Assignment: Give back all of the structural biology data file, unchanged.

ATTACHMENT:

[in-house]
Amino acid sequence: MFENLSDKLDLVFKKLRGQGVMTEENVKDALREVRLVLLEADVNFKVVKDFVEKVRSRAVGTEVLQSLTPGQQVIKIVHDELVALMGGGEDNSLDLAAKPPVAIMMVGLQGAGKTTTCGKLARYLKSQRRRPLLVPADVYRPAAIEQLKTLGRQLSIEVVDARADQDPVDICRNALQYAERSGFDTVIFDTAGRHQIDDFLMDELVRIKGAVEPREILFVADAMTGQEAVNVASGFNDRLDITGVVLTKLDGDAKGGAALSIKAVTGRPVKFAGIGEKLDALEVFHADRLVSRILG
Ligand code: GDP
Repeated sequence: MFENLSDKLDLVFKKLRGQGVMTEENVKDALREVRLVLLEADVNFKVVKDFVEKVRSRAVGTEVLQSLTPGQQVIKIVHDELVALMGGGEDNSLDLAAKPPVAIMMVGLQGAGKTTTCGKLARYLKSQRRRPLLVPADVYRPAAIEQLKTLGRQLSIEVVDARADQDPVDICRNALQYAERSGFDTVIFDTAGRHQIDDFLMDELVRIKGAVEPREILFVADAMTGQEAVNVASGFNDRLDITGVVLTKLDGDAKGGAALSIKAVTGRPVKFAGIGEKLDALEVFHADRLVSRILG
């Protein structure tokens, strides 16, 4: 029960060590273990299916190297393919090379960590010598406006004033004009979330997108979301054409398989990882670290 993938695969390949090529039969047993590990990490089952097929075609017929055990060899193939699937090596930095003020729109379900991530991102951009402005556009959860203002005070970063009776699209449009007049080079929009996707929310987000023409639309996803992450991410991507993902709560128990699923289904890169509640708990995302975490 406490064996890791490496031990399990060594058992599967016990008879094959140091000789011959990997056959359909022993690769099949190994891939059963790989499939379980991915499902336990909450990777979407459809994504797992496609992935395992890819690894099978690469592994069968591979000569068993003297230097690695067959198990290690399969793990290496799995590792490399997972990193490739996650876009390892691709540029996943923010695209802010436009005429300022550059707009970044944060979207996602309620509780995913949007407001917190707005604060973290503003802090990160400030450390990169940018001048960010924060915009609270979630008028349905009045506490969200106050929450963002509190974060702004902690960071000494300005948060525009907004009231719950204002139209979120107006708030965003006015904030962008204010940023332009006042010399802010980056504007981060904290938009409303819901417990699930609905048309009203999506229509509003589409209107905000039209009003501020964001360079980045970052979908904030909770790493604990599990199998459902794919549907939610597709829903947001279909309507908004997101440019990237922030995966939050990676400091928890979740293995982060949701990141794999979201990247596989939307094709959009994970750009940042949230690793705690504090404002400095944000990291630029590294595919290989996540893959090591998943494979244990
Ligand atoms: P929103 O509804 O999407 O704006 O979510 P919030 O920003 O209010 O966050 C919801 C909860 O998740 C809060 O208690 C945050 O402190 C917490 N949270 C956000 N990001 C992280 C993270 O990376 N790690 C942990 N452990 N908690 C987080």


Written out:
[in-house]
Amino acid sequence: MFENLSDKLDLVFKKLRGQGVMTEENVKDALREVRLVLLEADVNFKVVKDFVEKVRSRAVGTEVLQSLTPGQQVIKIVHDELVALMGGGEDNSLDLAAKPPVAIMMVGLQGAGKTTTCGKLARYLKSQRRRPLLVPADVYRPAAIEQLKTLGRQLSIEVVDARADQDPVDICRNALQYAERSGFDTVIFDTAGRHQIDDFLMDELVRIKGAVEPREILFVADAMTGQEAVNVASGFNDRLDITGVVLTKLDGDAKGGAALSIKAVTGRPVKFAGIGEKLDALEVFHADRLVSRILG
Ligand code: GDP
Repeated sequence: MFENLSDKLDLVFKKLRGQGVMTEENVKDALREVRLVLLEADVNFKVVKDFVEKVRSRAVGTEVLQSLTPGQQVIKIVHDELVALMGGGEDNSLDLAAKPPVAIMMVGLQGAGKTTTCGKLARYLKSQRRRPLLVPADVYRPAAIEQLKTLGRQLSIEVVDARADQDPVDICRNALQYAERSGFDTVIFDTAGRHQIDDFLMDELVRIKGAVEPREILFVADAMTGQEAVNVASGFNDRLDITGVVLTKLDGDAKGGAALSIKAVTGRPVKFAGIGEKLDALEVFHADRLVSRILG
């Protein structure tokens, strides 16, 4: 029960060590273990299916190297393919090379960590010598406006004033004009979330997108979301054409398989990882670290 993938695969390949090529039969047993590990990490089952097929075609017929055990060899193939699937090596930095003020729109379900991530991102951009402005556009959860203002005070970063009776699209449009007049080079929009996707929310987000023409639309996803992450991410991507993902709560128990699923289904890169509640708990995302975490 406490064996890791490496031990399990060594058992599967016990008879094959140091000789011959990997056959359909022993690769099949190994891939059963790989499939379980991915499902336990909450990777979407459809994504797992496609992935395992890819690894099978690469592994069968591979000569068993003297230097690695067959198990290690399969793990290496799995590792490399997972990193490739996650876009390892691709540029996943923010695209802010436009005429300022550059707009970044944060979207996602309620509780995913949007407001917190707005604060973290503003802090990160400030450390990169940018001048960010924060915009609270979630008028349905009045506490969200106050929450963002509190974060702004902690960071000494300005948060525009907004009231719950204002139209979120107006708030965003006015904030962008204010940023332009006042010399802010980056504007981060904290938009409303819901417990699930609905048309009203999506229509509003589409209107905000039209009003501020964001360079980045970052979908904030909770790493604990599990199998459902794919549907939610597709829903947001279909309507908004997101440019990237922030995966939050990676400091928890979740293995982060949701990141794999979201990247596989939307094709959009994970750009940042949230690793705690504090404002400095944000990291630029590294595919290989996540893959090591998943494979244990
Ligand atoms: P929103 O509804 O999407 O704006 O979510 P919030 O920003 O209010 O966050 C919801 C909860 O998740 C809060 O208690 C945050 O402190 C917490 N949270 C956000 N990001 C992280 C993270 O990376 N790690 C942990 N452990 N908690 C987080």